Cryptomeria japonica Cultivars
- ‘Araucariodes’: Does not handle summer heat well; exhibits substantial branch death. After 11 years in the ground has reached a height of 4.0 m (13.1 ft).
- ‘Barabit’s Gold’: Yellow foliage form that never turns the attractive golden color in Tifton. Planted in 2006, after two years in ground 2.0 m (6.6 ft).
- ‘Ben Franklin’: Vigorous growth. Poster child for winter-browning; turns rust- brown. 8.3 m (27.2 ft) after 11 years.
- ‘Black Dragon’: Approximately 80% dieback due to redfire. Sports readily; must have pure material for propagation. 3.3 m (10.8 ft) after 11 years.
- ‘UGA5-15’: New selection made by Tom Cox for rapid growth; Tom indicated that it remains green during winter in Canton, Ga. (USDA Zone 7a) and is 16.8 m( 55 ft) after 14 years. Planted in Tifton evaluation in 2008 and has performed as well as the industry standards thus far with no incidence of redfire.
- ‘Cristata’: Unique cockscomb branches; interior dieback prevalent. 4.0 m (13.1 ft) after 11 years.
- ‘Gyokruga’ (= ‘Giokumo’, ‘Gyokruyu’): Best performer of the slow growing forms. Remains green in winter with less interior dieback than other slow growing cultivars. 2.5 m (8 ft) after 11 years.
- ‘Radicans’: Newly planted in 2008; along with ‘Yoshino’ it has become the industry standard in southeast U.S. Slower grow- ing than ‘Yoshino’ but remains greener during winter.
- ‘Rasen’(= ’Spiralis’, ‘Granny’s Ringlets’): Novel twisted foliage, very dark green foliage in summer. Intermediate growth rate. 6.1 m (20 ft) after 11 years.
- ‘Sekkan’: Yellow foliage form that has a chlorotic appearance in summer and is brownish in winter. 5.6 m (18.3 ft) after 11 years.
- ‘Tansu’: Moderate growth rate with short, stiff leaves; shrub-like appearance. Dark green in summer; fair winter appearance with limited interior dieback and redfire. 5.5 m (18 ft) after 11 years.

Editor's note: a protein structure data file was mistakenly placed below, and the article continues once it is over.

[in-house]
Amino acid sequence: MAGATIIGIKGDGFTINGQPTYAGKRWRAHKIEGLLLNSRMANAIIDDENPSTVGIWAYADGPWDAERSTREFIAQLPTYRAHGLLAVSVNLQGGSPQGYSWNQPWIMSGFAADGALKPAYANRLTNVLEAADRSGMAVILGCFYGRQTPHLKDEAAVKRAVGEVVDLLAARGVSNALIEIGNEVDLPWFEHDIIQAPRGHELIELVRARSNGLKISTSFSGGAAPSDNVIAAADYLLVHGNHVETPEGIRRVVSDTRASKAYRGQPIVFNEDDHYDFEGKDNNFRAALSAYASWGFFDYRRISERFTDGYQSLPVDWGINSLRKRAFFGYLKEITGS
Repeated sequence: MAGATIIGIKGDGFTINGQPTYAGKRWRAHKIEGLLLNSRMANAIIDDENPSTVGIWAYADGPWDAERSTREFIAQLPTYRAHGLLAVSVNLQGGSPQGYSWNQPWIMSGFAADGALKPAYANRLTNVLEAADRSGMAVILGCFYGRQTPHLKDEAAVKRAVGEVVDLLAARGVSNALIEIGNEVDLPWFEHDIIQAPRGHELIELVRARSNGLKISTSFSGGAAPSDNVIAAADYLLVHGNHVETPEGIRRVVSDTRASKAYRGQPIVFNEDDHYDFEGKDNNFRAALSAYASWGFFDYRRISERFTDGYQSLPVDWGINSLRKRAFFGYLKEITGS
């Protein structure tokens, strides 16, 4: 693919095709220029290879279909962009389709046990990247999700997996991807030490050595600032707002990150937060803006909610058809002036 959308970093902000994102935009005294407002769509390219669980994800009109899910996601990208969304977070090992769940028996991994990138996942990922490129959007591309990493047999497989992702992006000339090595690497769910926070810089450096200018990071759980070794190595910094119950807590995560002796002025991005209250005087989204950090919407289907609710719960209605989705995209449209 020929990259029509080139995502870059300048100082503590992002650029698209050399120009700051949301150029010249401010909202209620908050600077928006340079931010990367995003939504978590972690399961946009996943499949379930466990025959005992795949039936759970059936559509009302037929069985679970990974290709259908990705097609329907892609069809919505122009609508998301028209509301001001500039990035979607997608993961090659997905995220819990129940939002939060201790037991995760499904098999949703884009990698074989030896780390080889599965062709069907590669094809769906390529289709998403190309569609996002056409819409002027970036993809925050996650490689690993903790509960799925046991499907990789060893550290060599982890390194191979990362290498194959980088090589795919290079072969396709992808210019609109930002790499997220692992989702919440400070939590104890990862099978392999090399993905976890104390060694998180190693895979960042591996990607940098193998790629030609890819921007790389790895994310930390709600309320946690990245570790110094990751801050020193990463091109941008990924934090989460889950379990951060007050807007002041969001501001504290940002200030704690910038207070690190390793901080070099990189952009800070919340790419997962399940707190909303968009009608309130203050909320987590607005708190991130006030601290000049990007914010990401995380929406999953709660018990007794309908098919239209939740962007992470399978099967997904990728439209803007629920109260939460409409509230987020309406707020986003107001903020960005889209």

- ‘Tarheel Blue’: Excellent form and attrac- tive blue foliage in summer; poor winter appearance. 8.3 m (27.2 ft) after 11 years.
- ‘Tarheel Plum’: Newly added to the trials; thus far has not been impressive. Does not develop the reported purplish foliage in Tifton.
- var. sinensis: Similar to ‘Yoshino’ with longer leaves and more open growth; does well in Tifton. Has ground layered in our trials. 6.4 m (21 ft) after 11 years.
- ‘Yaku’: Only uppermost branches are surviving due to redfire. 6.2 m (20.3 ft) after 11 years.
- ‘Yoshino’: Industry standard for fast growing, conical form. 8.2 m (26.9 ft) after 11 years.
Conifer Trial Results for Winter Browning
From the trials in Tifton the recommended cultivars for USDA Zone 8a are ‘Gyokruga’, ‘Yoshino’, and var. sinensis. ‘Radicans’ has remained greener than many cultivars; however, it appears to be highly susceptible to redfire. It has only been in our trials for two years and is already showing a large amount of dieback. ‘Tansu’ also has utility as a moderately slow growing form, although winter color is not as desirable as ‘Gyokruga’ and the form is not as good.
Other slow growing cultivars have exhibited extensive branch death due to redfire. UGA5-15, the selection from Cox Arboretum and Gardens, has also shown potential but requires additional evaluation to determine if its performance in Zone 8a will be similar to that seen at Tom’s. Other cultivars that were planted in 1997, but died prior to the current evaluation due to redfire include ‘Rein’s Dense Jade’, ‘Ikari’, ‘Globosa’, and ‘Vilmoriana’.
Developing an Evergreen Evergreen
To induce polyploidy, nine different experiments were conducted. These experiments included treating stem cuttings, seed, and seedlings with various combi- nations of colchicine, oryzalin (Surflan®), DMSO (an adjuvant), and various surfactants. After numerous ineffective treatments, a long-term treatment (30 days) of oryzalin in combination with a surfactant was applied to approximately 600 seedlings at the cotyledon stage.
Two-hundred thirty-seven seedlings that had thicker, twisted needles were transplanted and evaluated for induced polyploidy. Of these seedlings, 219 had cells that were tetraploid, 197 of which were solid tetraploids. Five months after treatment, a subset of the tetraploids were reevaluated and found to contain only tetraploid cells; indicating that over that time they were stable. However, evaluation over numerous years is necessary to determine their long-term stability and ornamental potential.
Overall, tetraploids exhibit morphology similar to previous reports, including thicker and twisted needles than the wild-type; however, there was a range of habit and growth rate among them. Ultimately, we hope that this results in a series of various forms from the very dwarf, to vigorous specimens that remain green in winter and help promote what a great plant Japanese cedar is.
Text and photographs by Ryan Contreras and John Ruter.
This article was originally published in the Winter 2010 issue of Conifer Quarterly. Join the American Conifer Society to access our extensive library of conifer-related articles and connect to a nationwide group of plant lovers! Become a member for only $40 a year and get discounts with our growing list of participating nurseries in our Nursery Discount Program.